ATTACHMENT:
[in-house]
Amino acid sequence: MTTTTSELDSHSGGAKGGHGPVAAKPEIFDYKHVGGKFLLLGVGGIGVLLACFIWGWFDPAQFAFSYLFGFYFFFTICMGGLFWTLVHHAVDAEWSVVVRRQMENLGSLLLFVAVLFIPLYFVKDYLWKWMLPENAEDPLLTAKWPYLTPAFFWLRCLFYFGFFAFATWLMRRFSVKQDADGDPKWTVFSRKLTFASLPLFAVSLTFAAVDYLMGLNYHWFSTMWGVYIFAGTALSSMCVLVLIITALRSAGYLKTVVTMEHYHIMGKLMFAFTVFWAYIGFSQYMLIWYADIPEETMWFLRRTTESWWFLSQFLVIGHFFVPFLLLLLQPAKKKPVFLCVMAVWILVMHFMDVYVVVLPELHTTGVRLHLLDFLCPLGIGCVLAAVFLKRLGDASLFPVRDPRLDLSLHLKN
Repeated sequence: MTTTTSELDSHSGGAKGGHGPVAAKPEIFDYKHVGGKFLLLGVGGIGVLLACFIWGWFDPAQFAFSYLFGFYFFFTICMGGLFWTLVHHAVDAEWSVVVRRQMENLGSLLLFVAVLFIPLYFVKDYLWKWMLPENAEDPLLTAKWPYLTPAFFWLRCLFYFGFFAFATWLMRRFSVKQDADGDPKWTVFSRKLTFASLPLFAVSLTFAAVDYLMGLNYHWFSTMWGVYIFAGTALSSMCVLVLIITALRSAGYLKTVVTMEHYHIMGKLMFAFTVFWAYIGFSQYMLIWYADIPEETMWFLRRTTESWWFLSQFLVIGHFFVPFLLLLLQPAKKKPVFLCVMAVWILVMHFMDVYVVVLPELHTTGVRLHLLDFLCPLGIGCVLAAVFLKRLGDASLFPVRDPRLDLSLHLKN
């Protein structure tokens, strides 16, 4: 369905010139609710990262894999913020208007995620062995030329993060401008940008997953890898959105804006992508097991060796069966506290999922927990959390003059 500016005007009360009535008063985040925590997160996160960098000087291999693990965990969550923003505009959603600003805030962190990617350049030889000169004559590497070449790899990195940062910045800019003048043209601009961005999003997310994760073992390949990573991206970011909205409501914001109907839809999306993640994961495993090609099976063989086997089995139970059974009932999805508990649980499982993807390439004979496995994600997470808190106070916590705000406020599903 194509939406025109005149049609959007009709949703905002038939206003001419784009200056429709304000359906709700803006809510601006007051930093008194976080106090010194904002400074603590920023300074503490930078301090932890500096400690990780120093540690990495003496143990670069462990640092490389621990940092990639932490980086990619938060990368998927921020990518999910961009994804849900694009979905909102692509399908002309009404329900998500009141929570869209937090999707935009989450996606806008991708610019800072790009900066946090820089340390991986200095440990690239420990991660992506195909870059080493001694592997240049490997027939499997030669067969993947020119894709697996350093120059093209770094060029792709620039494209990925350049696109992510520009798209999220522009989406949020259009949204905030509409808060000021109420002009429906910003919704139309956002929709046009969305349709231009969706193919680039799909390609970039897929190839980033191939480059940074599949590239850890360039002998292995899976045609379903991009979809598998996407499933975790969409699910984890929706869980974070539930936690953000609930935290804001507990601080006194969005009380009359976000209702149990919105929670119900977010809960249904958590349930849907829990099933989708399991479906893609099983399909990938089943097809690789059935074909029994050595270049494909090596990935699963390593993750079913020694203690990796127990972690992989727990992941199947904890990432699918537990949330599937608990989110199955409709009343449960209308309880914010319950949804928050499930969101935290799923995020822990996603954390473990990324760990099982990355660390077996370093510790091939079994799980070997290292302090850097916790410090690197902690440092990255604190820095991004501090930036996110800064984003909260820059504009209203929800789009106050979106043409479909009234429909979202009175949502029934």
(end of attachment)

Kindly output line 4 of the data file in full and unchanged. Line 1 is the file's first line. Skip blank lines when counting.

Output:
């Protein structure tokens, strides 16, 4: 369905010139609710990262894999913020208007995620062995030329993060401008940008997953890898959105804006992508097991060796069966506290999922927990959390003059 500016005007009360009535008063985040925590997160996160960098000087291999693990965990969550923003505009959603600003805030962190990617350049030889000169004559590497070449790899990195940062910045800019003048043209601009961005999003997310994760073992390949990573991206970011909205409501914001109907839809999306993640994961495993090609099976063989086997089995139970059974009932999805508990649980499982993807390439004979496995994600997470808190106070916590705000406020599903 194509939406025109005149049609959007009709949703905002038939206003001419784009200056429709304000359906709700803006809510601006007051930093008194976080106090010194904002400074603590920023300074503490930078301090932890500096400690990780120093540690990495003496143990670069462990640092490389621990940092990639932490980086990619938060990368998927921020990518999910961009994804849900694009979905909102692509399908002309009404329900998500009141929570869209937090999707935009989450996606806008991708610019800072790009900066946090820089340390991986200095440990690239420990991660992506195909870059080493001694592997240049490997027939499997030669067969993947020119894709697996350093120059093209770094060029792709620039494209990925350049696109992510520009798209999220522009989406949020259009949204905030509409808060000021109420002009429906910003919704139309956002929709046009969305349709231009969706193919680039799909390609970039897929190839980033191939480059940074599949590239850890360039002998292995899976045609379903991009979809598998996407499933975790969409699910984890929706869980974070539930936690953000609930935290804001507990601080006194969005009380009359976000209702149990919105929670119900977010809960249904958590349930849907829990099933989708399991479906893609099983399909990938089943097809690789059935074909029994050595270049494909090596990935699963390593993750079913020694203690990796127990972690992989727990992941199947904890990432699918537990949330599937608990989110199955409709009343449960209308309880914010319950949804928050499930969101935290799923995020822990996603954390473990990324760990099982990355660390077996370093510790091939079994799980070997290292302090850097916790410090690197902690440092990255604190820095991004501090930036996110800064984003909260820059504009209203929800789009106050979106043409479909009234429909979202009175949502029934």